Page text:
The International Monetary Fund (IMF) has released a diagnostic report on governance and corruption in Zambia, which was handed over to President HAKAINDE HICHILEMA on Wednesday. The report was prepared at the request of President Hichilema and focuses on identifying governance weaknesses and corruption vulnerabilities in key areas such as anti-corruption, fiscal governance, and financial sector oversight.
During a virtual handover event, President Hichilema emphasized the importance of the fight against corruption in his administration’s economic transformation program and highlighted ongoing legal reforms aimed at strengthening anti-corruption efforts. These reforms include the Securities and Exchange Act, which addresses money laundering and funding of terrorism, and the Public Debt Management Act, which aims to increase transparency in debt management and enhance parliamentary oversight.
The President also mentioned the new Bank of Zambia Act, which will enhance the operational autonomy of the central bank, and the review and amendment of laws such as the Penal Code to remove outdated provisions.
In addition to these measures, President Hichilema emphasized the importance of maintaining the independence of governance and law enforcement agencies, as well as the separation of powers, in the fight against corruption. He also stressed the need to enhance access to information as a vital tool in the fight against corruption.
Finance and National Planning Minister Dr. SITUMBEKO MUSOKOTWANE joined the President in reaffirming the government’s commitment to combating corruption and thanked the IMF for producing the report. The IMF Resident Representative, Ms. PREYA SHARMA, delivered the report on behalf of the IMF Mission Chief, Ms. TINA BURJALIANI.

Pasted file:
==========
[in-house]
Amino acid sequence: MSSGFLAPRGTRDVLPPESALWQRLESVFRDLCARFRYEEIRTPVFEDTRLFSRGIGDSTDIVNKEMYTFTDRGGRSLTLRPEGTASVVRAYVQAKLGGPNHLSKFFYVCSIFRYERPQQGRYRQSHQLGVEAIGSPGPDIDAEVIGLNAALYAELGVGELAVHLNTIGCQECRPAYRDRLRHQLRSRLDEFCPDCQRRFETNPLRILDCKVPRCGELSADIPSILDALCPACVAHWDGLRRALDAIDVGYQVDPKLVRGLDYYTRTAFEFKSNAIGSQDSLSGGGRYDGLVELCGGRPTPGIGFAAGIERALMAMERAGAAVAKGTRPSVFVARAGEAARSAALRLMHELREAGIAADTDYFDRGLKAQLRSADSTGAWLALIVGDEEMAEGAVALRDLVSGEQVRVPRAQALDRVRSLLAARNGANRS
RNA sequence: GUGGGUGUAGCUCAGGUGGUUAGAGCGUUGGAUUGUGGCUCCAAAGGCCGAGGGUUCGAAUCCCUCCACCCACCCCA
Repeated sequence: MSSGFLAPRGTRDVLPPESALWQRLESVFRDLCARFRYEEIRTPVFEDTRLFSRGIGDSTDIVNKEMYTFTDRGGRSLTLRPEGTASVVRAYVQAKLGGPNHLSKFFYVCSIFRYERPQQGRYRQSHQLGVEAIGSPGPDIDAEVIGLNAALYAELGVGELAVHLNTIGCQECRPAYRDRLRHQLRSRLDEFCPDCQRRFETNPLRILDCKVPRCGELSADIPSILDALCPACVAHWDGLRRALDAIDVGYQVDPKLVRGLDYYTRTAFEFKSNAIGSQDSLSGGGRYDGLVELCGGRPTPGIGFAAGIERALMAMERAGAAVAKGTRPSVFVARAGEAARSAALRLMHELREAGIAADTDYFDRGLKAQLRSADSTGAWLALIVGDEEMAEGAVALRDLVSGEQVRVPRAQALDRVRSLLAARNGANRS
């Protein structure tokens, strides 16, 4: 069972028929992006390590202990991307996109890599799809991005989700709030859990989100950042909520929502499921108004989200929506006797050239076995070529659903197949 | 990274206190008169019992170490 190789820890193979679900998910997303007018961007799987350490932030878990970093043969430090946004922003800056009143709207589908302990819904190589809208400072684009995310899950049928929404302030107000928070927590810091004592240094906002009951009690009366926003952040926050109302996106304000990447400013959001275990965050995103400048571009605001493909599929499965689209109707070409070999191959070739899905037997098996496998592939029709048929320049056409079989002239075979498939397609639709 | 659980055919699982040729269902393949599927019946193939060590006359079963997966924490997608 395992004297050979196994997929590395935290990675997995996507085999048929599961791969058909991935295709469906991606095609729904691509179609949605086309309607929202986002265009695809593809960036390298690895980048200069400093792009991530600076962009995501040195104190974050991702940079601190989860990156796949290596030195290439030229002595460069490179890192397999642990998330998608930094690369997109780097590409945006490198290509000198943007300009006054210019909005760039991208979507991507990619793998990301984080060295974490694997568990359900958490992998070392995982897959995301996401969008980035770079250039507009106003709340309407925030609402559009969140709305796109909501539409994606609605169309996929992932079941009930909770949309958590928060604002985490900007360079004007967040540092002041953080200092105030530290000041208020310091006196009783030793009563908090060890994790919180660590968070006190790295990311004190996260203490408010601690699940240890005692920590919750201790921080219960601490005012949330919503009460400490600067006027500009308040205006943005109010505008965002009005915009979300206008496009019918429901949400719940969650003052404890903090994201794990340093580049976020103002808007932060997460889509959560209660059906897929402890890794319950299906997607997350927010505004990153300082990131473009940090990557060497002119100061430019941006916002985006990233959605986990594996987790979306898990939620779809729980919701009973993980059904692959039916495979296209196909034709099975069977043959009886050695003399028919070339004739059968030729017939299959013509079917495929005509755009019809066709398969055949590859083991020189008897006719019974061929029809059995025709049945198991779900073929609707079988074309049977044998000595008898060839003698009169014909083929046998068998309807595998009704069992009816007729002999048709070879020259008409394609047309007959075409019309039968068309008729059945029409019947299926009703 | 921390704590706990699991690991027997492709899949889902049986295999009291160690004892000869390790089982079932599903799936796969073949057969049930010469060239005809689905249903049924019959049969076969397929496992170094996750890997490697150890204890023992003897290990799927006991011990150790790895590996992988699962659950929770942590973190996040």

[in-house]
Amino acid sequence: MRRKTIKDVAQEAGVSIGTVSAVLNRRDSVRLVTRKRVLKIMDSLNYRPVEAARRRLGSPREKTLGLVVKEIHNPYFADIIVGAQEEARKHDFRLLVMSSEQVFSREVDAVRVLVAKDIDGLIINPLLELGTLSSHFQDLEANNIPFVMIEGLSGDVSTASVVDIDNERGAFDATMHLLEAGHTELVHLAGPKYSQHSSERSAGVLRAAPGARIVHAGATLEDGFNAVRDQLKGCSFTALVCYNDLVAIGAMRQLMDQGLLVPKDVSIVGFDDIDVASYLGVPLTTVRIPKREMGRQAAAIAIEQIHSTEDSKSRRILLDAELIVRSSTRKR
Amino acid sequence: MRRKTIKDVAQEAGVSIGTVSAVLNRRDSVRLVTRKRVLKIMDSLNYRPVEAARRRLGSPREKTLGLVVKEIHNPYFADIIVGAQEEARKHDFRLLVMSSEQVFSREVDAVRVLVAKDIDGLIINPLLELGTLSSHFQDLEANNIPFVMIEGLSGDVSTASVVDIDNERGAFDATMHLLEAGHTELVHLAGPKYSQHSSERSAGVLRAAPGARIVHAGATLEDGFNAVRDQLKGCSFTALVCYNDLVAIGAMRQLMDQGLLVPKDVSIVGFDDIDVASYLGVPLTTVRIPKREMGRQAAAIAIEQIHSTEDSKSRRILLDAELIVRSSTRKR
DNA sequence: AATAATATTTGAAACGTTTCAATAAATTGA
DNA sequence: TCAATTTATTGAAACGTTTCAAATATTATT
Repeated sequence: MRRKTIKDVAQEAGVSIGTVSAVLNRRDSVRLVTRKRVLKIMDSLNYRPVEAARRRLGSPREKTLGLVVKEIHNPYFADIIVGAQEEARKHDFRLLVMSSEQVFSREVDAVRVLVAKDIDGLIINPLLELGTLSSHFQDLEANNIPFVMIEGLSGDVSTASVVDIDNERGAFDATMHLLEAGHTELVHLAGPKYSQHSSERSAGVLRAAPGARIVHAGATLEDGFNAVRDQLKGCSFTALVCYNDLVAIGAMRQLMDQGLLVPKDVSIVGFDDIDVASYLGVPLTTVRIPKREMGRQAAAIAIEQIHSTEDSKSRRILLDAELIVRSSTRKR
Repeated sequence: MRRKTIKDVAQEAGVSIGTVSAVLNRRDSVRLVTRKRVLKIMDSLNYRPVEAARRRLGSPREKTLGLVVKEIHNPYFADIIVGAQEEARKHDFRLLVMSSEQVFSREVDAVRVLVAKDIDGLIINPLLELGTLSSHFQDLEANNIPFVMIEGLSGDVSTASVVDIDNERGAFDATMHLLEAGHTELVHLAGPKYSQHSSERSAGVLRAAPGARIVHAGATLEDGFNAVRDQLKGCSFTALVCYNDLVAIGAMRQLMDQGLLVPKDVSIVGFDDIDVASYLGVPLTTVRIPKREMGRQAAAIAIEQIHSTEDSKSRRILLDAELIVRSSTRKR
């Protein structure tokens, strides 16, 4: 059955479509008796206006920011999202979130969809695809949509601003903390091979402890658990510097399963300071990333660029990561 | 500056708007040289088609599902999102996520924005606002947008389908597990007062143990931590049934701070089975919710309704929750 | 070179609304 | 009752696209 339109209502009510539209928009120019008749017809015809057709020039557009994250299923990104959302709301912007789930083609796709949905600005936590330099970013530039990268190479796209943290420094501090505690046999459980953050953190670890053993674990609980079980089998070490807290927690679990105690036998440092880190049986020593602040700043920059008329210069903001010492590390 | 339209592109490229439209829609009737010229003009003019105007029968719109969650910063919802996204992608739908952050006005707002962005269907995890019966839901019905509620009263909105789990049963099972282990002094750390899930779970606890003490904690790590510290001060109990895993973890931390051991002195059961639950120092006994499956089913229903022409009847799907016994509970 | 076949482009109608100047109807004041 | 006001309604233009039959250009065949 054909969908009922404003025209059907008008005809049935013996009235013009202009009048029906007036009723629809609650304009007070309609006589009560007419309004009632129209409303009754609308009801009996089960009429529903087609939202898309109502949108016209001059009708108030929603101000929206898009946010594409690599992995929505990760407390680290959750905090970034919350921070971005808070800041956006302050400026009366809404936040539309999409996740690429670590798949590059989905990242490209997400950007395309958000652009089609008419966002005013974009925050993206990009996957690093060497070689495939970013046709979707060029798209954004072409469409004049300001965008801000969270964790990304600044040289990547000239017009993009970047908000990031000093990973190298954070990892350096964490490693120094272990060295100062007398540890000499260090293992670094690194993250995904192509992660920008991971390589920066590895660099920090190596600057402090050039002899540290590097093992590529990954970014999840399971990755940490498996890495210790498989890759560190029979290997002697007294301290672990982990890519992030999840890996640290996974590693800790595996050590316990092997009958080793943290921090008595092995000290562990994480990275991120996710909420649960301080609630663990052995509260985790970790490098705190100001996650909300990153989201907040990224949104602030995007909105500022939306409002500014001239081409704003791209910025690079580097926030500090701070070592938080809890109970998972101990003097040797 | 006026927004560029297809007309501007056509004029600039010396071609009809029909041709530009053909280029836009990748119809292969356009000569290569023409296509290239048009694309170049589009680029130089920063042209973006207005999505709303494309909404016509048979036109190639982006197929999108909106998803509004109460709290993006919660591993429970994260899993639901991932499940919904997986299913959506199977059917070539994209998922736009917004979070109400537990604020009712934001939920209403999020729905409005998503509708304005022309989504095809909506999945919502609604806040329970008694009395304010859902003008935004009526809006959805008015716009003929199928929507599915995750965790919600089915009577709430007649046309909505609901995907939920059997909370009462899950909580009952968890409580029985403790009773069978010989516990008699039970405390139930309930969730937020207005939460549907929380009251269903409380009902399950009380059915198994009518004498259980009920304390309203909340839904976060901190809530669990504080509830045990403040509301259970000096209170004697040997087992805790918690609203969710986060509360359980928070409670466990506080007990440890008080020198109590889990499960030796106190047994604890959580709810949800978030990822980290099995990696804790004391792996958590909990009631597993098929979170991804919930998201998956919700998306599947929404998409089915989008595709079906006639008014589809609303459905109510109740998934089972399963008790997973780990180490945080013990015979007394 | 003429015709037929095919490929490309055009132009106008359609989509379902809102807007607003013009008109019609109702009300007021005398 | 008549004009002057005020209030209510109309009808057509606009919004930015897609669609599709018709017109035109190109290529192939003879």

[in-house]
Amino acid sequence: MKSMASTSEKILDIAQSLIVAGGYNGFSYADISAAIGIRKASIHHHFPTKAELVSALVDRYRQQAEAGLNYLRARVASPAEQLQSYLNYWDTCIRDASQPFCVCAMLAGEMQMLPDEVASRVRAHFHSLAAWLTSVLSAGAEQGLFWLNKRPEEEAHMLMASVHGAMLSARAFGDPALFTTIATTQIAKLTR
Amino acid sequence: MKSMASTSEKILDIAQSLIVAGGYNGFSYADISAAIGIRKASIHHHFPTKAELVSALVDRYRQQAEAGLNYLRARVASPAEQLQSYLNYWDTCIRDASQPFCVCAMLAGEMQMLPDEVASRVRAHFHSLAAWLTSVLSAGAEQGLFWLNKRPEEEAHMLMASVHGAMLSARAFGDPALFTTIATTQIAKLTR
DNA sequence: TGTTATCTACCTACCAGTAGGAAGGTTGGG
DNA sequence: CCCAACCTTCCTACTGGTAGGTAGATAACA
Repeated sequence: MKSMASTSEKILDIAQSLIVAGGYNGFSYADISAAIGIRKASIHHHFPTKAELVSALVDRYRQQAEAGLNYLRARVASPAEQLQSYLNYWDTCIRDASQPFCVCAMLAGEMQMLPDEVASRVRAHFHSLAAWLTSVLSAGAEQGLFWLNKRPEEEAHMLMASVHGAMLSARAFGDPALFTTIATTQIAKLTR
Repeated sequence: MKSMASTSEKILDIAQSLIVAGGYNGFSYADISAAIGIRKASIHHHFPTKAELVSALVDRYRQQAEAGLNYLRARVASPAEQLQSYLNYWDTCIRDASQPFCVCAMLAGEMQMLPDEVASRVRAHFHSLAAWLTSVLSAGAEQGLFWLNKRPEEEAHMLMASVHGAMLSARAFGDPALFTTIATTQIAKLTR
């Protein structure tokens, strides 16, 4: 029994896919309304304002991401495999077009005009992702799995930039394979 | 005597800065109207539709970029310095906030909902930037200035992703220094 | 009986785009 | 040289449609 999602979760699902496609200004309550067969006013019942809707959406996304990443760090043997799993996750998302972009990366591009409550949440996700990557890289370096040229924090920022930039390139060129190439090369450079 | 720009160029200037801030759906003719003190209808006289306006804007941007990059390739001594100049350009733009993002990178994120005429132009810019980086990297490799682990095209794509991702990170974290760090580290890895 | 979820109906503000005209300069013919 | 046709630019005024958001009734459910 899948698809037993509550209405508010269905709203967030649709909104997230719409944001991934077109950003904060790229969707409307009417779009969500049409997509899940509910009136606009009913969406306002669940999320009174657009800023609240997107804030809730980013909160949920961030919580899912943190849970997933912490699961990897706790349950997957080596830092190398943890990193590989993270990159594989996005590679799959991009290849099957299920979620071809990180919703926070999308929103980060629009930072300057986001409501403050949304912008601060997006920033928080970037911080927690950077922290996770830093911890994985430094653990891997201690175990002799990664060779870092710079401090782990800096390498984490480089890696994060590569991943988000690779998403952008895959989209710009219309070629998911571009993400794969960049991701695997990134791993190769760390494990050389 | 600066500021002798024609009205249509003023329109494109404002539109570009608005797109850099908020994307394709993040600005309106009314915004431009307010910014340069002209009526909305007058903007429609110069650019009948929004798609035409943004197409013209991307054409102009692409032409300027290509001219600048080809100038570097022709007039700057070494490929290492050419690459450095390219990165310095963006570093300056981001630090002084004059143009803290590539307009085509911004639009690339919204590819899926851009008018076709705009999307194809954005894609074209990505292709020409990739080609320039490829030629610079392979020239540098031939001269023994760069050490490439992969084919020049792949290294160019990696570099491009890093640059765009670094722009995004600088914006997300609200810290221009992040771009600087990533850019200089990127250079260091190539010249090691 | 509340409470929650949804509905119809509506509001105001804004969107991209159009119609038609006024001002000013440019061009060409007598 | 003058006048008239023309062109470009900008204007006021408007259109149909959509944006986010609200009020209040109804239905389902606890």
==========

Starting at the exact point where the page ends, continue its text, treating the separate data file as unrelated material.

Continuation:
The Governance Diagnostic Report is intended to support continued reform and progress in establishing effective governance arrangements and the rule of law in Zambia. The assessment focused on five critical priority areas, including anti-corruption and anti-money laundering, fiscal governance, enforcement of contracts and protection of property rights, central bank governance and operations, and financial sector oversight.
The release of the report coincides with President Hichilema’s continued efforts to combat corruption and improve governance in the country. In November 2021, he requested the IMF to prepare the report as part of his administration’s efforts to strengthen the rule of law and improve transparency.
Overall, the report is a valuable resource for the government and other stakeholders as they work to address governance weaknesses and corruption vulnerabilities in Zambia. It is hoped that the report will serve as a catalyst for continued reform and progress in the fight against corruption in the country.